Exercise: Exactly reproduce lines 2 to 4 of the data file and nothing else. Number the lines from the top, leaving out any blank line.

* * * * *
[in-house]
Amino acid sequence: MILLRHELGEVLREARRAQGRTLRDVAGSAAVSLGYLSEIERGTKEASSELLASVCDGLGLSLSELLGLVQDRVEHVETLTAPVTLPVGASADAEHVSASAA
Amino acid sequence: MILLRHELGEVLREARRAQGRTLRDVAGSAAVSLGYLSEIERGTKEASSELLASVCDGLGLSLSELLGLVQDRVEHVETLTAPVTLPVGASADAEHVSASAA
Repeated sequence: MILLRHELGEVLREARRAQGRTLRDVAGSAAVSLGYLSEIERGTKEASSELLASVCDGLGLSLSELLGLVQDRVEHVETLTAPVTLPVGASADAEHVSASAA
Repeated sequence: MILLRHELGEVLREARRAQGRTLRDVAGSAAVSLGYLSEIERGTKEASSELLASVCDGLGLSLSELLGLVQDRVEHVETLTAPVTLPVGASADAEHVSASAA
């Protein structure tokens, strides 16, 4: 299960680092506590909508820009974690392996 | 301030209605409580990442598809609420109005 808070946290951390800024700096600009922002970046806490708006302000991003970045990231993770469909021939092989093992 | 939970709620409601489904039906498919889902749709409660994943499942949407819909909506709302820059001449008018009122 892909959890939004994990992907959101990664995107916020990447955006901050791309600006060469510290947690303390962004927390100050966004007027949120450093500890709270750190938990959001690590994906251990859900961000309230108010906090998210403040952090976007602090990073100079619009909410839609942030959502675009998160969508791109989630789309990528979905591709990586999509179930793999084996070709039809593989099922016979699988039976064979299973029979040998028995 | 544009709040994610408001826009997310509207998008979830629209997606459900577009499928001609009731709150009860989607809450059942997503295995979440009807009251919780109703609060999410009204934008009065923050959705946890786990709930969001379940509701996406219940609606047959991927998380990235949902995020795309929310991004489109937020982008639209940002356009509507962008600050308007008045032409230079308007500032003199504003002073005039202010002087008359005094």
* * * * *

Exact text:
Amino acid sequence: MILLRHELGEVLREARRAQGRTLRDVAGSAAVSLGYLSEIERGTKEASSELLASVCDGLGLSLSELLGLVQDRVEHVETLTAPVTLPVGASADAEHVSASAA
Amino acid sequence: MILLRHELGEVLREARRAQGRTLRDVAGSAAVSLGYLSEIERGTKEASSELLASVCDGLGLSLSELLGLVQDRVEHVETLTAPVTLPVGASADAEHVSASAA
Repeated sequence: MILLRHELGEVLREARRAQGRTLRDVAGSAAVSLGYLSEIERGTKEASSELLASVCDGLGLSLSELLGLVQDRVEHVETLTAPVTLPVGASADAEHVSASAA